SWIM LAKE PEND OREILLE
For the last 25 years, hundreds of swimmers have taken to Lake Pend Oreille for the annual Long Bridge Swim, accomplishing the feat of a nearly 2-mile swim toward Sandpoint. While the August event has been canceled this year, there's still the chance to prepare for next year. When people aren't sure if they can do the full swim, organizers often say to start by practicing with one-quarter of a mile, then half, then a mile. Luckily, there's an easy route to try this on: swim out from Dog Beach Park (typically where the Long Bridge Swim ends), and if you go out to the 12th piling and back, you've gone a little more than a mile! Fair warning: The lake can be pretty chilly so a wetsuit is recommended for long swims.
RIDE THE GONDOLA
The scenic Numerica SkyRide, which offers visitors a gondola ride over Spokane Falls and under the Monroe Street Bridge, reopened at the end of May. Special precautions are in place to prevent the spread of COVID-19. Visitors from the same family can ride together in groups of up to five people, and it's recommended that people pay ahead online, by using a QR code near the attraction at Riverfront Park, or by using a debit or credit card on site. Some of the restrictions may be lifted later in the summer as the county continues to reopen businesses under Washington's phased plan. The ride is free for kids under 2, $6.75 for kids 3-12, and $9.75 for everyone else. There's also a 10 percent discount for military, seniors (55+), college students, and AAA members. The wheelchair-accessible gondolas run from 10 am to 6 pm seven days a week.
PADDLE AND PLAY
Take the chance this summer to get out on the water by renting a kayak, stand-up paddleboard, or other boat and hitting the Spokane River, Lake Coeur d'Alene, Priest Lake, and more. There are several outdoors shops ready to help you get out on the water, including Fun Unlimited, which offers boat rentals in Post Falls as well as along the Spokane River. The company offers both single-day rentals, which run as low as $25 for an hour on the river, and season passes that enable users unlimited use of kayaks or paddleboards (typically trying to keep trips to three hours so everyone can enjoy the gear) for as little as $145. At the Post Falls location, you can also rent motorized watercraft, from jet skis to pontoon boats.
CREATE A BACKYARD OASIS
Spokane's public pools and splash pads won't be able to reopen for summer until the county can enter Phase 3 of the state's reopening plan, which could be in late June or even later.
While you wait, why not create your own water park on the fly in the backyard? This is kind of the perfect solution if you're worried about not having the summer bod you wanted this year (even though we vote every body is a summer body). You get to soak in some sun, cool down with your personalized water accessories of choice, and drink whatever the heck you want in the privacy of your own darn house!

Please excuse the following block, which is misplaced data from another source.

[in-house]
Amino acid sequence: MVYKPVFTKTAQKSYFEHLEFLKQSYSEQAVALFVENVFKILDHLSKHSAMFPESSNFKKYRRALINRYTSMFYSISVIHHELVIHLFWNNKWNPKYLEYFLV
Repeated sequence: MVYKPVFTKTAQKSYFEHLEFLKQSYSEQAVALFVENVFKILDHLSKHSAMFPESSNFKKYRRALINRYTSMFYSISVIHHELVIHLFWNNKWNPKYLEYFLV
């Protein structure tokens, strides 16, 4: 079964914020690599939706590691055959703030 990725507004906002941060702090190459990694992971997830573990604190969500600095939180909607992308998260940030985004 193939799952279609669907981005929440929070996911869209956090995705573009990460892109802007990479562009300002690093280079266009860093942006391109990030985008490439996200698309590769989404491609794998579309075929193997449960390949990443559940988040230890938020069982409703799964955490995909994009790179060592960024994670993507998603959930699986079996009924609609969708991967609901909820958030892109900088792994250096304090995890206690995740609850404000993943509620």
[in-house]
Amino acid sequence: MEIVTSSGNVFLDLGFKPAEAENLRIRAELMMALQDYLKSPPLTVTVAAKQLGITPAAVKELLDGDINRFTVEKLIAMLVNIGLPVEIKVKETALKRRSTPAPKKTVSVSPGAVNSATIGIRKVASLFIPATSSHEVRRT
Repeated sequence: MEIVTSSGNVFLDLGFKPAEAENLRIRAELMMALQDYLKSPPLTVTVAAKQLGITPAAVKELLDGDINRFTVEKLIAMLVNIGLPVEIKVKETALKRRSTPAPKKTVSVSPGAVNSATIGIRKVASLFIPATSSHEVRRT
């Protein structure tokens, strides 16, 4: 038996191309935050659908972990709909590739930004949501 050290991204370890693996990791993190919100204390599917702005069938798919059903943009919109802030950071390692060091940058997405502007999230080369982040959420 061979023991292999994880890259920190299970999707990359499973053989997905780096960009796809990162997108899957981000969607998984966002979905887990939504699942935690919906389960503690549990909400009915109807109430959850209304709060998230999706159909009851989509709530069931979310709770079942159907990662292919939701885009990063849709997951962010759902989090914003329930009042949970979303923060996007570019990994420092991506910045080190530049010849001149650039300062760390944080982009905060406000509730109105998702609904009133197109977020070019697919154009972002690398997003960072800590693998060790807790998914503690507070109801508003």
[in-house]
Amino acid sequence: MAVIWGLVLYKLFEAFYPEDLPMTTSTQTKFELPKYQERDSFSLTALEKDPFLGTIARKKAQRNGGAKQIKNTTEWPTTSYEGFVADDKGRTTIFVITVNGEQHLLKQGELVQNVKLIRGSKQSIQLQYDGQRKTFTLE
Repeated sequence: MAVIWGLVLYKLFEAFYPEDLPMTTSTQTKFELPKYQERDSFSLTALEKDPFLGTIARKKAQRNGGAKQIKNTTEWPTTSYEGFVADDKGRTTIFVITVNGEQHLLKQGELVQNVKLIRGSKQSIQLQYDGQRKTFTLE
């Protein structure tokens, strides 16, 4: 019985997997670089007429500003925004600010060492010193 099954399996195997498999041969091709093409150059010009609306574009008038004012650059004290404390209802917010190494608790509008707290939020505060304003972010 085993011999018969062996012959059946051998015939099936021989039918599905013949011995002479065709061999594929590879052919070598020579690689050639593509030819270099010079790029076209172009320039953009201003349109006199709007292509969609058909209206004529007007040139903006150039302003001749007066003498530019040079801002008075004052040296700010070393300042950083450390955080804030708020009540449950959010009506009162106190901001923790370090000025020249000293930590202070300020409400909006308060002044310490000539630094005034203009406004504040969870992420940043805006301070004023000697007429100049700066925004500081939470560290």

Pick your pool
Wading pool: On a budget? These are available for as little as $10, and they're great for keeping your feet cool while you sit in a lawn chair and sip on some seltzers.
Inflatable: If you wanna "swim" (read: sit all the way in the water and lounge), an inflatable pool is a good bet for a reasonable price. Just avoid pokey things (putting a tarp down can help) and pick your style, from the glorified outdoor bathtub-for-one to the make-your-neighbors-wonder-how-much-that-thing-cost model that can fit multiple adults.
Novelty floaties (Required)
2020 is the year everyone decided that floaties should be whimsical, damn it. Giant unicorn? You got it. Shaped like dry ramen noodles? Yep. They've also got your pizza slice, a giant llama, pink flamingos to hold your drinks, and you can even lay on a "bottle" of rosé while drinking rosé all day. Even if you don't get the big pool, at least one floaty is required. Sit on it, sleep on it, talk to it because you're still in quarantine. This is your permission to buy the funny float.
Set up an umbrella, break out the bucket hat you found while cleaning your house during the 20-year-long month of April, ask your friend to stand a little to the left to be a human sun shield. Whatever your method, just remember to get some shade.
Get some water guns so you can definitely not rudely wake your friend up because they fell asleep in the sun, and definitely not squirt that one squirrel against which you harbor an unhealthy amount of rage. Spray bottles are also great for misting your sweaty face and chafed thighs. (It's hard not to get chub rub when you're racing the unicorn into the pool, OK?)
Lastly: the sustenance
Set yourself up with a cooler full of ice, water and your favorite beverages, because even if the fridge is just inside, this is your oasis! You wanna be able to lounge! Pour yourself a cool drink and put a little umbrella in that thing. Your oasis snack bar might have pickles and peanut butter, while mine might have watermelon and white cheddar Cheetos. Either way it's good to have something salty (you sweaty oaf) and something sweet. Ready, set: go live your best summer life.
CRUISE COEUR D'ALENE
Every day, you can hop on a scenic cruise of Lake Coeur d'Alene that leaves from the Coeur d'Alene Resort. Daily cruise times are at 12:30 pm, 2:30 pm and 4:30 pm and boarding is on a first-come, first-served basis at Independence Point. Tickets can be bought at the booth where you board, and are $27.25 for adults, $25.25 for seniors, $16.25 for kids 6-17 and kids under 5 can ride for free. No need to be a guest at the resort to ride. The cruises pass by celebrity homes, the world's only floating, movable island golf green, oftentimes wildlife, and include historic narration. The resort also has sunset dinner cruises and cruises of the St. Joe and Spokane rivers, with details on each online at cdaresort.com. ♦